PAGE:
Thursday, July 13, 2017

Dare to eat a peach -- and other summer pleasures -- July 13, 2017 column


When author Henry James said the two most beautiful words in the English language were “summer afternoon,” he surely wasn’t thinking about a heat index over 100 degrees.

But not everybody can be like my neighbors who bought a house on a cove in Maine to escape Northern Virginia’s swampy summers.

“See you in late September!” they sang out happily as they drove away in May.

Nor should we hunker down with our news feeds. Many of us stuck in town need to remember that endlessly reading tweets by the Donalds -- father and son – just makes us hotter under the collar.

Fall may not be in the air, but it is yapping at our consciousness. I’ve spotted two “Kaine 2018” bumper stickers in two days, a sure sign autumn and yet another election are coming. Back-to-school sales are in full swing, and Redskins training camp kicks off July 26.

So sit back, sip a cool drink and banish the vexing news from the nation’s capital. Just for a while.  

Here are three ways to seize the (summer) day.

No. 1 – Hit the road – and go slow.

Forget fighting traffic on Interstates. Take the back roads, and head to the mountains. The Department of the Interior named Skyline Drive in Shenandoah National Park one of the eight best drives in all of America.

The 105-mile road through the Blue Ridge Mountains has “some of the most sublime views in the nation,” the Interior Department says. The 35 mph speed limit is the “perfect speed to roll down the windows and let the wind whip through your hair.”

And, boomers 62 and older, now is the time to buy a lifetime Senior Pass for admission to national parks. The cost is just $10 until Aug. 28, when it rises to $80. Buy the Senior Pass at the park entrance to save time.

You could order online but demand is so heavy it takes nine weeks to get the passes, Interior warns. 

No. 2 – Go partway on the Great American Total Solar Eclipse.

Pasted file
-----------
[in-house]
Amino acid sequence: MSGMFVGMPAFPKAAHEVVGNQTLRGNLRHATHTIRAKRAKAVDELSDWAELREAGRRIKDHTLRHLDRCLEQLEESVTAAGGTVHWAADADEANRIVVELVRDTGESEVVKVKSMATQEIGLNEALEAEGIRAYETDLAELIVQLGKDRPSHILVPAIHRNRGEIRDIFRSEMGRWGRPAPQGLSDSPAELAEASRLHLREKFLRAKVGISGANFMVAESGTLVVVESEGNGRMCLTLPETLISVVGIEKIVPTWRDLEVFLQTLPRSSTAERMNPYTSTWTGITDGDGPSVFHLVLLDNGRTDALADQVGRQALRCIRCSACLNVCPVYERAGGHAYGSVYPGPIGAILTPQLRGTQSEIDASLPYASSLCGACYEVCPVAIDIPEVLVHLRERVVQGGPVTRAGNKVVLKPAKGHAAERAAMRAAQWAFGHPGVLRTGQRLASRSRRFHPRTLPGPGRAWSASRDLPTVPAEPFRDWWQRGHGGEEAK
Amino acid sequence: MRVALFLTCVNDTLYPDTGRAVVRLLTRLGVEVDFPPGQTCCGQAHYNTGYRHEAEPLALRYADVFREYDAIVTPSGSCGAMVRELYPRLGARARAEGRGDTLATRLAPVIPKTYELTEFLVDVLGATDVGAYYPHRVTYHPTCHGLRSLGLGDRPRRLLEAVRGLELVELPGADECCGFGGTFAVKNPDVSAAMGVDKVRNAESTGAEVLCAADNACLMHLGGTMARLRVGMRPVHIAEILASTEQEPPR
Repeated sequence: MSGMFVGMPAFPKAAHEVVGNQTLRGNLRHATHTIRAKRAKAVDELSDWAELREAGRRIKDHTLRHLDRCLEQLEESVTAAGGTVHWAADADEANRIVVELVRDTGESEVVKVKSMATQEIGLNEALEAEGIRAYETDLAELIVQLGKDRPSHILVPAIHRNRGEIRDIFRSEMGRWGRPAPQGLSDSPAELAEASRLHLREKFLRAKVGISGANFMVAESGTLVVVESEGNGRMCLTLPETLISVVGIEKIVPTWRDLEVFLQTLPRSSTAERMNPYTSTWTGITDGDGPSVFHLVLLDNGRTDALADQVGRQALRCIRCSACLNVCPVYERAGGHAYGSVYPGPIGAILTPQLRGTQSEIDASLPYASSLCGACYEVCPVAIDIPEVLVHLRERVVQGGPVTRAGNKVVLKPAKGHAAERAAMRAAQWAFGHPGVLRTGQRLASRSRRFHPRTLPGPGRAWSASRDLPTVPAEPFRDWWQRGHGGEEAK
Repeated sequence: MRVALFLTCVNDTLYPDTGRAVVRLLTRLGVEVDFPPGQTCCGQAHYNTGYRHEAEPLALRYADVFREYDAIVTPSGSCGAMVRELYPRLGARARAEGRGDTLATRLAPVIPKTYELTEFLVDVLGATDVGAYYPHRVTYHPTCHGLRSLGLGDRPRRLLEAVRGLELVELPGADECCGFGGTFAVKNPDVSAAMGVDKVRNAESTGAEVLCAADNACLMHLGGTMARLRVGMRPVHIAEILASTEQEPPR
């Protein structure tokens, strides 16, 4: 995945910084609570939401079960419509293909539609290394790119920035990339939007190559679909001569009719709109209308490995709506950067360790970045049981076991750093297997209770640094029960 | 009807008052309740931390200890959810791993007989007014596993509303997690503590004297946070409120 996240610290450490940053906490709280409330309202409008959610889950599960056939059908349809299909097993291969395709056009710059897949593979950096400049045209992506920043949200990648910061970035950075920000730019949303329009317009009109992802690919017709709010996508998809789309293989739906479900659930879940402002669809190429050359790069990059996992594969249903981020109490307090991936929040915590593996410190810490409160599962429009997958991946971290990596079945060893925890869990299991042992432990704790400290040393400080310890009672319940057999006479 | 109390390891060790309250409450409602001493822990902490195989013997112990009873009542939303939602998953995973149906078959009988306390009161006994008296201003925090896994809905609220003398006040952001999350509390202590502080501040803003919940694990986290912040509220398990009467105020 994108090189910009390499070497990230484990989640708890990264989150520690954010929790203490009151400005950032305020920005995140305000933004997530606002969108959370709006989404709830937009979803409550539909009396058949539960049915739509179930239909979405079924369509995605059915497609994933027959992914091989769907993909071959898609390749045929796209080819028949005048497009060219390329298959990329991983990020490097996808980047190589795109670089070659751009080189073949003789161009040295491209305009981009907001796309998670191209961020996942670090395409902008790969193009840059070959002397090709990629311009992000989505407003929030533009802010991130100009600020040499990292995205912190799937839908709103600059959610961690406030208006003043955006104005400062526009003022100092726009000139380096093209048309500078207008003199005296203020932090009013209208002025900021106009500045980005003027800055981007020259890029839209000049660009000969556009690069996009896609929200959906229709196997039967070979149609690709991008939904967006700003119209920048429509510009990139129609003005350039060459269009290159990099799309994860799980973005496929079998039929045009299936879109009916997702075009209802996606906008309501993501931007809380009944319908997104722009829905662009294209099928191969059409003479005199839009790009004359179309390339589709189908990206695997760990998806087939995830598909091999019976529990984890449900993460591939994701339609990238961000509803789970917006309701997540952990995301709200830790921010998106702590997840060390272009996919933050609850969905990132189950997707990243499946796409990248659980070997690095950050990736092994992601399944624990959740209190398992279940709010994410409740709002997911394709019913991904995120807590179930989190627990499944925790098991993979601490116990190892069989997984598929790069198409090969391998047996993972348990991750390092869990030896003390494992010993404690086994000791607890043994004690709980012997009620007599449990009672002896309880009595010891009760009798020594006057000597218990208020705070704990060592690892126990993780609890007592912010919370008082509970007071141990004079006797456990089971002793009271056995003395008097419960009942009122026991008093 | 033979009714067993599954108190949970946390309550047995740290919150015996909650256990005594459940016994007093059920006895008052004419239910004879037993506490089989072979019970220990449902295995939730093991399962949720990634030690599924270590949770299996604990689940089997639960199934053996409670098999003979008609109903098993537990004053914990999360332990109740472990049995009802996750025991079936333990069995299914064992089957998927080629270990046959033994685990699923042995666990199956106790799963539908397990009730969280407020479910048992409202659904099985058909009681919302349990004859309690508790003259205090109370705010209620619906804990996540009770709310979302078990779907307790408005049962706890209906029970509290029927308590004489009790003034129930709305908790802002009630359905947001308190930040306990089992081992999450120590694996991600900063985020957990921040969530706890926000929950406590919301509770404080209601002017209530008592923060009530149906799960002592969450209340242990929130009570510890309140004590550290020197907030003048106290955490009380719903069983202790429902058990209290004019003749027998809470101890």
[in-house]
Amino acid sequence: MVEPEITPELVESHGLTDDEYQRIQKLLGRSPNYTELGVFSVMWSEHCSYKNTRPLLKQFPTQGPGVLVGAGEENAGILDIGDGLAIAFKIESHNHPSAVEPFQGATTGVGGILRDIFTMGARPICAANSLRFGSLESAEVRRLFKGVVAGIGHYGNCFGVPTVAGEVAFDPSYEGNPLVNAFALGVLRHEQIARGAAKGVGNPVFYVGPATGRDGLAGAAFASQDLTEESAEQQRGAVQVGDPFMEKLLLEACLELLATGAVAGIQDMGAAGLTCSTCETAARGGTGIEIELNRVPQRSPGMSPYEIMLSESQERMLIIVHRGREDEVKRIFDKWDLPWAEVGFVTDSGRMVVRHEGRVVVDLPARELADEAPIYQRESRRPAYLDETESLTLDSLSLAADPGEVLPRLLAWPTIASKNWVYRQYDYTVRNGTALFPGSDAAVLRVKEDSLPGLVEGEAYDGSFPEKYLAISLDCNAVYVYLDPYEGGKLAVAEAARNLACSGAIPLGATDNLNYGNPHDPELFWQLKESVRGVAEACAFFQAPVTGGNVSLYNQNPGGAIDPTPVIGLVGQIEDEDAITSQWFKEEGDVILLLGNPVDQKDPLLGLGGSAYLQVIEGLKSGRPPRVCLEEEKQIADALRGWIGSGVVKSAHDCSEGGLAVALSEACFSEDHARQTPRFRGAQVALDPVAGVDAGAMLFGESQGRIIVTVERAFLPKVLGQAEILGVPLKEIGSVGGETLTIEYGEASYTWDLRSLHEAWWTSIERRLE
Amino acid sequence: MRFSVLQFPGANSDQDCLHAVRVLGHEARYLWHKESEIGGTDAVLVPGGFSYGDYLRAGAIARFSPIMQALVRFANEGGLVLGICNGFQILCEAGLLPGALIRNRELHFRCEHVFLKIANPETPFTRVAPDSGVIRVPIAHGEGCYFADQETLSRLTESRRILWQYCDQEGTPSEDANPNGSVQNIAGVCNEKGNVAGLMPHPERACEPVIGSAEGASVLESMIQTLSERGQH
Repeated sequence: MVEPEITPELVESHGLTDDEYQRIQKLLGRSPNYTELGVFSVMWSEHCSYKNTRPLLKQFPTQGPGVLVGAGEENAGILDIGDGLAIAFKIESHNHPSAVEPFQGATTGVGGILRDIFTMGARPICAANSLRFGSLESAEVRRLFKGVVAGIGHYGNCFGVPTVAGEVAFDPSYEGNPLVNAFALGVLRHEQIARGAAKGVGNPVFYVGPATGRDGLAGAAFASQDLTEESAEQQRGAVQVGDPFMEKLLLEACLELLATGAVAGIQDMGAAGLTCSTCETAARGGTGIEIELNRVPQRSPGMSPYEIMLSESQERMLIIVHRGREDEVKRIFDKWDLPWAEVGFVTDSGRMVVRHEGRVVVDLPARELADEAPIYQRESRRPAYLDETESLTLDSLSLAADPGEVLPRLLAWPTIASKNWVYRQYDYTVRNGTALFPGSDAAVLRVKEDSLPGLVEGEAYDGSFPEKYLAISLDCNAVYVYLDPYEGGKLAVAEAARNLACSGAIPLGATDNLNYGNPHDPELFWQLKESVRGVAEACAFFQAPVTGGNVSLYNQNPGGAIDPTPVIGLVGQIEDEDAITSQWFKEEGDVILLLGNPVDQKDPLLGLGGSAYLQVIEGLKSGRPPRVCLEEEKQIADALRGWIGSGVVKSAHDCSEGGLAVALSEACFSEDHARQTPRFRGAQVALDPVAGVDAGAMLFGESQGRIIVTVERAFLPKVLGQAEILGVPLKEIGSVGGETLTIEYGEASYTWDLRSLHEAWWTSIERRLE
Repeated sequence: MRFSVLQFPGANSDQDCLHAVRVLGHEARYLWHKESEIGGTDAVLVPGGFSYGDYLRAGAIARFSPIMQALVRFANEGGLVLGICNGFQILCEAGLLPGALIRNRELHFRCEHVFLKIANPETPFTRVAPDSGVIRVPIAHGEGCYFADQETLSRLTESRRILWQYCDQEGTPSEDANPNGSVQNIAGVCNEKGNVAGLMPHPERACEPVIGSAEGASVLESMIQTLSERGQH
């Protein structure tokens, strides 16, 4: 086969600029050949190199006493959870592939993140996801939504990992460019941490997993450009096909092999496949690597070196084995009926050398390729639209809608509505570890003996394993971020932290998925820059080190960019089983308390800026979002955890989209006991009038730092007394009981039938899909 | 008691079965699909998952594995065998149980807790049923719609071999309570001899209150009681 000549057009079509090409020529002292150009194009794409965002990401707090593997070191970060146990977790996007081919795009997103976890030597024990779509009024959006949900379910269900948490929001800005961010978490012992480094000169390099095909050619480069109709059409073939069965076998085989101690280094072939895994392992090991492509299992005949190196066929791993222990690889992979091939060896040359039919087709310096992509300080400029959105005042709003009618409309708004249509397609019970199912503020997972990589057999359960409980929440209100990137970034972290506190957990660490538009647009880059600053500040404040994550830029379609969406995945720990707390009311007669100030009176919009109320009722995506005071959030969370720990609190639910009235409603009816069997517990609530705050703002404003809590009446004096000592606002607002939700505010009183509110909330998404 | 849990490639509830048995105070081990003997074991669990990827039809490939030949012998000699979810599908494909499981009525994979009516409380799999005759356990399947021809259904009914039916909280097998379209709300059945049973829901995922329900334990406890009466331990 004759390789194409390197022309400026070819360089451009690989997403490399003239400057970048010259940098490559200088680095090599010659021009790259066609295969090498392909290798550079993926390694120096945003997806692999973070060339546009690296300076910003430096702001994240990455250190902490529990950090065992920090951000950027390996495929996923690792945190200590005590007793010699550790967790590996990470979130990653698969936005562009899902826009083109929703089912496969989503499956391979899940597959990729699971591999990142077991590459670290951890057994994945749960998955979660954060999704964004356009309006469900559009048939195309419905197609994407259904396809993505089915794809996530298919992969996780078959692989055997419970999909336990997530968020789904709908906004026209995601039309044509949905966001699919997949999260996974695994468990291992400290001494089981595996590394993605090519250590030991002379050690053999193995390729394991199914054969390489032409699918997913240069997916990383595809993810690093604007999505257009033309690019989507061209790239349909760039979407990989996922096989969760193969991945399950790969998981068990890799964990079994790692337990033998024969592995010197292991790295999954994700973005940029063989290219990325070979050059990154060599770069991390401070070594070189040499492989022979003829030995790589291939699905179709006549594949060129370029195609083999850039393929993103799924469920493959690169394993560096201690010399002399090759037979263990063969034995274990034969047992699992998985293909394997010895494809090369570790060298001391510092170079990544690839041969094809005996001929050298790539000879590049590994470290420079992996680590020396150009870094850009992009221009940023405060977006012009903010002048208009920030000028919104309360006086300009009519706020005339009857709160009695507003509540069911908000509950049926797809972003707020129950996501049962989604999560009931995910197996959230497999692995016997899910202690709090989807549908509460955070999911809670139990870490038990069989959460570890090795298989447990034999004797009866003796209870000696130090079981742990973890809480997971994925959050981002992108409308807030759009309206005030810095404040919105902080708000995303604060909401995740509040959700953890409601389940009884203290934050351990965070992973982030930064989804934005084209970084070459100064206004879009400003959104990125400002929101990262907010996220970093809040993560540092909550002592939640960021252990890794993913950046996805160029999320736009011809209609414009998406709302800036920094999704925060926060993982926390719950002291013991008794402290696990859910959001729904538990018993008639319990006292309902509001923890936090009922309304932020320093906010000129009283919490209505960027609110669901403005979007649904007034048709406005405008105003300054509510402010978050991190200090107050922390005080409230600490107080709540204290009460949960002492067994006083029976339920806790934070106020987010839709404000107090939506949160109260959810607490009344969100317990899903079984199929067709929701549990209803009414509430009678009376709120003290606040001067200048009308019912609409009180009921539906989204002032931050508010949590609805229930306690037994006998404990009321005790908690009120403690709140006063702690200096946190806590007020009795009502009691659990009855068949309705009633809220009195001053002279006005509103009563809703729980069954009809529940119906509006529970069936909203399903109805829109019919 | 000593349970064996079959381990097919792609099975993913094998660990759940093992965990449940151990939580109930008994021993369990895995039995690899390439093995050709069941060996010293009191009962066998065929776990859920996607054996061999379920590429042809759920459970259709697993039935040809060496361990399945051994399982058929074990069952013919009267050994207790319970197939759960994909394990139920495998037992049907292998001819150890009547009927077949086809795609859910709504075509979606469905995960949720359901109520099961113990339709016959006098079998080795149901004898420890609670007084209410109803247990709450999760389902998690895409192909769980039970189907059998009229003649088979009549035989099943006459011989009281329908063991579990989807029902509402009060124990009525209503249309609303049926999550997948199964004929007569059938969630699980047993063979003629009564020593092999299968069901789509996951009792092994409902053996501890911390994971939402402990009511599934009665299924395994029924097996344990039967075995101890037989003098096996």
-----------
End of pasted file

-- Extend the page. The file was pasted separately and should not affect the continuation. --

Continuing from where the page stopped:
This sounds harsh as the astronomical mega-event Aug. 21 will be the first coast-to-coast total eclipse since 1918. Unless you’ve already made arrangements, though, settle for the partial eclipse, which we should see in Virginia, weather permitting.

People in the know booked motels and campsites years ago in the so-called Path of Totality, including Nashville, the Great Smoky Mountains National Park and Columbia, S.C.

Plus, more than 200 million people live within a day’s drive of the path. Do you really want to risk viewing the eclipse bumper to bumper?  

If you plan to watch the eclipse, get your viewing glasses ahead of time and don’t bother with your camera. The event will be over before you know it. The moon will cover the sun for no more than 160 seconds in prime locations.

And plan ahead. The next total solar eclipse in North America is just seven years away, April 8, 2024. It will swing from Mexico through Texas to Maine and into Canada. You’ve got this.

No. 3 – Eat a peach.

Dire news reports last spring warned that a late March freeze had ruined the peach crop for 2017. Not to worry. It did -- and it didn’t.

Peaches are far less plentiful in the peachiest states, Georgia and South Carolina, but orchards farther north suffered no lasting deleterious effects of the cold snap.

Virginia, Delaware and Pennsylvania are enjoying an excellent crop, so buy local. Virginia’s more than 200 peach farms expect an abundant peach supply through early 

Add peach pie or ice cream to your menu – and tuck into a taste of summer.

And remember -- President Ronald Reagan declared July 1984 National Ice Cream Month and the third Sunday of July National Ice Cream Day.

“Ice cream is a nutritious and wholesome food, enjoyed by over ninety percent of the people in the United States. It enjoys a reputation as the perfect dessert and snack food,” Reagan said in his proclamation. Not a word about sugar, fat or calories.

“I call upon the people of the United States to observe these events with appropriate ceremonies and activities,” he wrote.

Now that’s an executive order everybody can get behind. Happy summer!

©2017 Marsha Mercer. All rights reserved.


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